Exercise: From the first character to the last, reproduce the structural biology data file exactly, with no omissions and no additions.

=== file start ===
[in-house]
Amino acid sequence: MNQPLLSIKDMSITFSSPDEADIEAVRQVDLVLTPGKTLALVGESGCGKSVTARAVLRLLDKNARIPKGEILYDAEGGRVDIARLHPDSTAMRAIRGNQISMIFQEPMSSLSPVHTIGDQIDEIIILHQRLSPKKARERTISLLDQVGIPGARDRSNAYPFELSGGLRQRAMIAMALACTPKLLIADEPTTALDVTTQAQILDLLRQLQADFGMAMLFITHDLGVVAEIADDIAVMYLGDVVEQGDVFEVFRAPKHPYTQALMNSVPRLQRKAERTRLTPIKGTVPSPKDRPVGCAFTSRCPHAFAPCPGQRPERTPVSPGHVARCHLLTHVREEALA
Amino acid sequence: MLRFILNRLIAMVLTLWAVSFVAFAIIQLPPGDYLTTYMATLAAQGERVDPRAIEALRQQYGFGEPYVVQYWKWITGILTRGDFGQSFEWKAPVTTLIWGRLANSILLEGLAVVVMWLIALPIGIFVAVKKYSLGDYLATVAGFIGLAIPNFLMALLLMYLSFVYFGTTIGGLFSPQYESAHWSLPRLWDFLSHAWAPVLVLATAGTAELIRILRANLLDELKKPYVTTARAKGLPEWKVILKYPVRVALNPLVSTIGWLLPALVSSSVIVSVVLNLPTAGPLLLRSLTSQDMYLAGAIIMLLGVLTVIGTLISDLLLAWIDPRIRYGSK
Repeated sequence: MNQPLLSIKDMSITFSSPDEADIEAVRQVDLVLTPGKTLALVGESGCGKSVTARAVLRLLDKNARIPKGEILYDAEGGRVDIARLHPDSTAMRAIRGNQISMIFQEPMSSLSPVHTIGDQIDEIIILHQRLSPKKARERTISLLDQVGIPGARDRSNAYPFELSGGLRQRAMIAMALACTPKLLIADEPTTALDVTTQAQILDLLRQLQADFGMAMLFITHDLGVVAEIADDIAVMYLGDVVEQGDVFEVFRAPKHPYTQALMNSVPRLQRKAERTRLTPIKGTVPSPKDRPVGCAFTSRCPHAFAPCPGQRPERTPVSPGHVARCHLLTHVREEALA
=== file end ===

[in-house]
Amino acid sequence: MNQPLLSIKDMSITFSSPDEADIEAVRQVDLVLTPGKTLALVGESGCGKSVTARAVLRLLDKNARIPKGEILYDAEGGRVDIARLHPDSTAMRAIRGNQISMIFQEPMSSLSPVHTIGDQIDEIIILHQRLSPKKARERTISLLDQVGIPGARDRSNAYPFELSGGLRQRAMIAMALACTPKLLIADEPTTALDVTTQAQILDLLRQLQADFGMAMLFITHDLGVVAEIADDIAVMYLGDVVEQGDVFEVFRAPKHPYTQALMNSVPRLQRKAERTRLTPIKGTVPSPKDRPVGCAFTSRCPHAFAPCPGQRPERTPVSPGHVARCHLLTHVREEALA
Amino acid sequence: MLRFILNRLIAMVLTLWAVSFVAFAIIQLPPGDYLTTYMATLAAQGERVDPRAIEALRQQYGFGEPYVVQYWKWITGILTRGDFGQSFEWKAPVTTLIWGRLANSILLEGLAVVVMWLIALPIGIFVAVKKYSLGDYLATVAGFIGLAIPNFLMALLLMYLSFVYFGTTIGGLFSPQYESAHWSLPRLWDFLSHAWAPVLVLATAGTAELIRILRANLLDELKKPYVTTARAKGLPEWKVILKYPVRVALNPLVSTIGWLLPALVSSSVIVSVVLNLPTAGPLLLRSLTSQDMYLAGAIIMLLGVLTVIGTLISDLLLAWIDPRIRYGSK
Repeated sequence: MNQPLLSIKDMSITFSSPDEADIEAVRQVDLVLTPGKTLALVGESGCGKSVTARAVLRLLDKNARIPKGEILYDAEGGRVDIARLHPDSTAMRAIRGNQISMIFQEPMSSLSPVHTIGDQIDEIIILHQRLSPKKARERTISLLDQVGIPGARDRSNAYPFELSGGLRQRAMIAMALACTPKLLIADEPTTALDVTTQAQILDLLRQLQADFGMAMLFITHDLGVVAEIADDIAVMYLGDVVEQGDVFEVFRAPKHPYTQALMNSVPRLQRKAERTRLTPIKGTVPSPKDRPVGCAFTSRCPHAFAPCPGQRPERTPVSPGHVARCHLLTHVREEALA